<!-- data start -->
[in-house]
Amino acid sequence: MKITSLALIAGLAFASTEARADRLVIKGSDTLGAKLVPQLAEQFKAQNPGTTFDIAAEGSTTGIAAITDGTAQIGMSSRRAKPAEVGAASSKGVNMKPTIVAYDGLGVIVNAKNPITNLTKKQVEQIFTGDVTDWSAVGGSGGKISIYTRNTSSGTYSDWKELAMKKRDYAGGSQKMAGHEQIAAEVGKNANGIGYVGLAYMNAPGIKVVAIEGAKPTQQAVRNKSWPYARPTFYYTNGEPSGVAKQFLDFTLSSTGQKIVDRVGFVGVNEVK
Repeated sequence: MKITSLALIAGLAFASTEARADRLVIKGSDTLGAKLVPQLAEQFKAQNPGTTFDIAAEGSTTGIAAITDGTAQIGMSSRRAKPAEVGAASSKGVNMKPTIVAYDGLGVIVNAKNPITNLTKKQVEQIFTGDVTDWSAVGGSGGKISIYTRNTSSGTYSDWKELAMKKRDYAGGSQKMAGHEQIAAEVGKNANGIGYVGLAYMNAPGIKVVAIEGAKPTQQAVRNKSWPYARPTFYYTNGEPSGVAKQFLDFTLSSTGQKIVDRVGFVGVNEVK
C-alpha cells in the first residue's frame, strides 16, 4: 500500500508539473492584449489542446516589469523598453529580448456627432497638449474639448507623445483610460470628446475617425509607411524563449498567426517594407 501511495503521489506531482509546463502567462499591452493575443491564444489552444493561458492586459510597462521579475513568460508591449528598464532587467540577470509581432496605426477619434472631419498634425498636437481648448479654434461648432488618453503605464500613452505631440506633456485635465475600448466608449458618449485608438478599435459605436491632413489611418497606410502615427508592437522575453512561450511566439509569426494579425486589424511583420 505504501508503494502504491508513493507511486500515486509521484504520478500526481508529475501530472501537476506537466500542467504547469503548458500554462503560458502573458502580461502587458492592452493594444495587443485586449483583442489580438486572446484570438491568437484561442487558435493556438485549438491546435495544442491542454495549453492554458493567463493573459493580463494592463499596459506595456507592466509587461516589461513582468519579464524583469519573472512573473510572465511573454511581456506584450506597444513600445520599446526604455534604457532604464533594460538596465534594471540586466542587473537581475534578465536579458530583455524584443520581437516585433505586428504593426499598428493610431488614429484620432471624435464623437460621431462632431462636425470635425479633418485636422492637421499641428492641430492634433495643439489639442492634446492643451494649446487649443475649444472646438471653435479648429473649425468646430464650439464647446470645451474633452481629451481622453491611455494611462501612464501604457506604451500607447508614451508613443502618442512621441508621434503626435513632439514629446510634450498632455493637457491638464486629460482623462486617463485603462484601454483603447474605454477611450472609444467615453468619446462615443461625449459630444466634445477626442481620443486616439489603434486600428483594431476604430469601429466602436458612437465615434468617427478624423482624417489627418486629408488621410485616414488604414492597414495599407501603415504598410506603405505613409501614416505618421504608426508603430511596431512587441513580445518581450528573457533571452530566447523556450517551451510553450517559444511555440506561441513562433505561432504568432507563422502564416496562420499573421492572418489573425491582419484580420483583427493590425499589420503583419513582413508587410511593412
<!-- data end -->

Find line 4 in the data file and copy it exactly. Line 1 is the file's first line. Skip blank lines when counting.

C-alpha cells in the first residue's frame, strides 16, 4: 500500500508539473492584449489542446516589469523598453529580448456627432497638449474639448507623445483610460470628446475617425509607411524563449498567426517594407 501511495503521489506531482509546463502567462499591452493575443491564444489552444493561458492586459510597462521579475513568460508591449528598464532587467540577470509581432496605426477619434472631419498634425498636437481648448479654434461648432488618453503605464500613452505631440506633456485635465475600448466608449458618449485608438478599435459605436491632413489611418497606410502615427508592437522575453512561450511566439509569426494579425486589424511583420 505504501508503494502504491508513493507511486500515486509521484504520478500526481508529475501530472501537476506537466500542467504547469503548458500554462503560458502573458502580461502587458492592452493594444495587443485586449483583442489580438486572446484570438491568437484561442487558435493556438485549438491546435495544442491542454495549453492554458493567463493573459493580463494592463499596459506595456507592466509587461516589461513582468519579464524583469519573472512573473510572465511573454511581456506584450506597444513600445520599446526604455534604457532604464533594460538596465534594471540586466542587473537581475534578465536579458530583455524584443520581437516585433505586428504593426499598428493610431488614429484620432471624435464623437460621431462632431462636425470635425479633418485636422492637421499641428492641430492634433495643439489639442492634446492643451494649446487649443475649444472646438471653435479648429473649425468646430464650439464647446470645451474633452481629451481622453491611455494611462501612464501604457506604451500607447508614451508613443502618442512621441508621434503626435513632439514629446510634450498632455493637457491638464486629460482623462486617463485603462484601454483603447474605454477611450472609444467615453468619446462615443461625449459630444466634445477626442481620443486616439489603434486600428483594431476604430469601429466602436458612437465615434468617427478624423482624417489627418486629408488621410485616414488604414492597414495599407501603415504598410506603405505613409501614416505618421504608426508603430511596431512587441513580445518581450528573457533571452530566447523556450517551451510553450517559444511555440506561441513562433505561432504568432507563422502564416496562420499573421492572418489573425491582419484580420483583427493590425499589420503583419513582413508587410511593412